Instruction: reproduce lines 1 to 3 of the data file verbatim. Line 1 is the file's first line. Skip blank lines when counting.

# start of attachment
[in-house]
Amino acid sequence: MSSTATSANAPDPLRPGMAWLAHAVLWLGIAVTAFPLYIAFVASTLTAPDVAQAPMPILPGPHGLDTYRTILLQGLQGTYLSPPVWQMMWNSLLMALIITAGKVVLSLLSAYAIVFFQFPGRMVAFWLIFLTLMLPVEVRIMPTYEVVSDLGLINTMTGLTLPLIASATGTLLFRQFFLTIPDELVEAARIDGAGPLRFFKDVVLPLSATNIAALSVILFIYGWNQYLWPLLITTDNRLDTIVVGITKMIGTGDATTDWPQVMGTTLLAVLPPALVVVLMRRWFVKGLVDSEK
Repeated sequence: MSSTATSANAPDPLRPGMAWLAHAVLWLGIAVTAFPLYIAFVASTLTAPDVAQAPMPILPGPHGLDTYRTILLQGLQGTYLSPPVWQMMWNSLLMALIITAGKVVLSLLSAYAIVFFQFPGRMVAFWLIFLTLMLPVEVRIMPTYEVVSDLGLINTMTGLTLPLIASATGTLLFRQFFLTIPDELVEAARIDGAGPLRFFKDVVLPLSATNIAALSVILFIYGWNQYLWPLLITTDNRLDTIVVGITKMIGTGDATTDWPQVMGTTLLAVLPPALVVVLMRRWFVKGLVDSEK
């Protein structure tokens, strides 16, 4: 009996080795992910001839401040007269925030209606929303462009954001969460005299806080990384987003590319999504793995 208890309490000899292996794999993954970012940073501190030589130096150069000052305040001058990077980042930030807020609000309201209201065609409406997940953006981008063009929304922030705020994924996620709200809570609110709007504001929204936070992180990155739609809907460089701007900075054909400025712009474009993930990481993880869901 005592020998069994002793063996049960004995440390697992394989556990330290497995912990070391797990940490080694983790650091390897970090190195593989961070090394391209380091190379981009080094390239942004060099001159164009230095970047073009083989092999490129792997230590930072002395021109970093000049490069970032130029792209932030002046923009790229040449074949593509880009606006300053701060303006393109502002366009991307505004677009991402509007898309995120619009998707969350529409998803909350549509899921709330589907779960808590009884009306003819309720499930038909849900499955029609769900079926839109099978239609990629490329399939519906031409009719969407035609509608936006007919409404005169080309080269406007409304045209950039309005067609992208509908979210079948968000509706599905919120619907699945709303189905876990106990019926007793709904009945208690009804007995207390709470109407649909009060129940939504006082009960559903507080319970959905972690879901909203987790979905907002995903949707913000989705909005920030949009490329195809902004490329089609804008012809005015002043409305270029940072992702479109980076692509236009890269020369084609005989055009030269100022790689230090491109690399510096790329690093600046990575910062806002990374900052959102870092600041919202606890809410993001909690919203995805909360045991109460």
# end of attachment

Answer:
[in-house]
Amino acid sequence: MSSTATSANAPDPLRPGMAWLAHAVLWLGIAVTAFPLYIAFVASTLTAPDVAQAPMPILPGPHGLDTYRTILLQGLQGTYLSPPVWQMMWNSLLMALIITAGKVVLSLLSAYAIVFFQFPGRMVAFWLIFLTLMLPVEVRIMPTYEVVSDLGLINTMTGLTLPLIASATGTLLFRQFFLTIPDELVEAARIDGAGPLRFFKDVVLPLSATNIAALSVILFIYGWNQYLWPLLITTDNRLDTIVVGITKMIGTGDATTDWPQVMGTTLLAVLPPALVVVLMRRWFVKGLVDSEK
Repeated sequence: MSSTATSANAPDPLRPGMAWLAHAVLWLGIAVTAFPLYIAFVASTLTAPDVAQAPMPILPGPHGLDTYRTILLQGLQGTYLSPPVWQMMWNSLLMALIITAGKVVLSLLSAYAIVFFQFPGRMVAFWLIFLTLMLPVEVRIMPTYEVVSDLGLINTMTGLTLPLIASATGTLLFRQFFLTIPDELVEAARIDGAGPLRFFKDVVLPLSATNIAALSVILFIYGWNQYLWPLLITTDNRLDTIVVGITKMIGTGDATTDWPQVMGTTLLAVLPPALVVVLMRRWFVKGLVDSEK